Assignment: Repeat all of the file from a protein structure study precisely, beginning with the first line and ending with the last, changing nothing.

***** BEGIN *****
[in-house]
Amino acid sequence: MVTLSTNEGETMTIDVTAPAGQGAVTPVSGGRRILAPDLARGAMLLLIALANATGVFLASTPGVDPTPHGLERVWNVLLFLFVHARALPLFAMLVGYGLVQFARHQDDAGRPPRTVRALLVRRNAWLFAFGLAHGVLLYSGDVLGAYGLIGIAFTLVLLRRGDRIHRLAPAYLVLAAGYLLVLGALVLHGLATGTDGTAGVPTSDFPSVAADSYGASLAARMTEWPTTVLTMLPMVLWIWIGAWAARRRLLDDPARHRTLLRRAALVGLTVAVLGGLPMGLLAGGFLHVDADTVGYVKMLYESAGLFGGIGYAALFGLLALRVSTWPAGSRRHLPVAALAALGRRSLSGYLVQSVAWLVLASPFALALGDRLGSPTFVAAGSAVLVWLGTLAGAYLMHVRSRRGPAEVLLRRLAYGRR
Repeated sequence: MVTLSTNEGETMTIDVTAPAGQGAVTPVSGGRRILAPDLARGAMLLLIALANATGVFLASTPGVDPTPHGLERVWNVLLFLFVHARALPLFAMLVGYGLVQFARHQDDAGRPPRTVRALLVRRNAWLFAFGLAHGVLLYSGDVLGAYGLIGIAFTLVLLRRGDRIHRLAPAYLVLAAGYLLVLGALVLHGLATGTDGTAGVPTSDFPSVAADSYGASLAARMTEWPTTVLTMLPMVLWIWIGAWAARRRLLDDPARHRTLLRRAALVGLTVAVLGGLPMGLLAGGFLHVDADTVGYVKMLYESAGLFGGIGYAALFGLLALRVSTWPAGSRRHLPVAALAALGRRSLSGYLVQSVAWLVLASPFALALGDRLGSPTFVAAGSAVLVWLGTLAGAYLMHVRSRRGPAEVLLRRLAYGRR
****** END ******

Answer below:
[in-house]
Amino acid sequence: MVTLSTNEGETMTIDVTAPAGQGAVTPVSGGRRILAPDLARGAMLLLIALANATGVFLASTPGVDPTPHGLERVWNVLLFLFVHARALPLFAMLVGYGLVQFARHQDDAGRPPRTVRALLVRRNAWLFAFGLAHGVLLYSGDVLGAYGLIGIAFTLVLLRRGDRIHRLAPAYLVLAAGYLLVLGALVLHGLATGTDGTAGVPTSDFPSVAADSYGASLAARMTEWPTTVLTMLPMVLWIWIGAWAARRRLLDDPARHRTLLRRAALVGLTVAVLGGLPMGLLAGGFLHVDADTVGYVKMLYESAGLFGGIGYAALFGLLALRVSTWPAGSRRHLPVAALAALGRRSLSGYLVQSVAWLVLASPFALALGDRLGSPTFVAAGSAVLVWLGTLAGAYLMHVRSRRGPAEVLLRRLAYGRR
Repeated sequence: MVTLSTNEGETMTIDVTAPAGQGAVTPVSGGRRILAPDLARGAMLLLIALANATGVFLASTPGVDPTPHGLERVWNVLLFLFVHARALPLFAMLVGYGLVQFARHQDDAGRPPRTVRALLVRRNAWLFAFGLAHGVLLYSGDVLGAYGLIGIAFTLVLLRRGDRIHRLAPAYLVLAAGYLLVLGALVLHGLATGTDGTAGVPTSDFPSVAADSYGASLAARMTEWPTTVLTMLPMVLWIWIGAWAARRRLLDDPARHRTLLRRAALVGLTVAVLGGLPMGLLAGGFLHVDADTVGYVKMLYESAGLFGGIGYAALFGLLALRVSTWPAGSRRHLPVAALAALGRRSLSGYLVQSVAWLVLASPFALALGDRLGSPTFVAAGSAVLVWLGTLAGAYLMHVRSRRGPAEVLLRRLAYGRR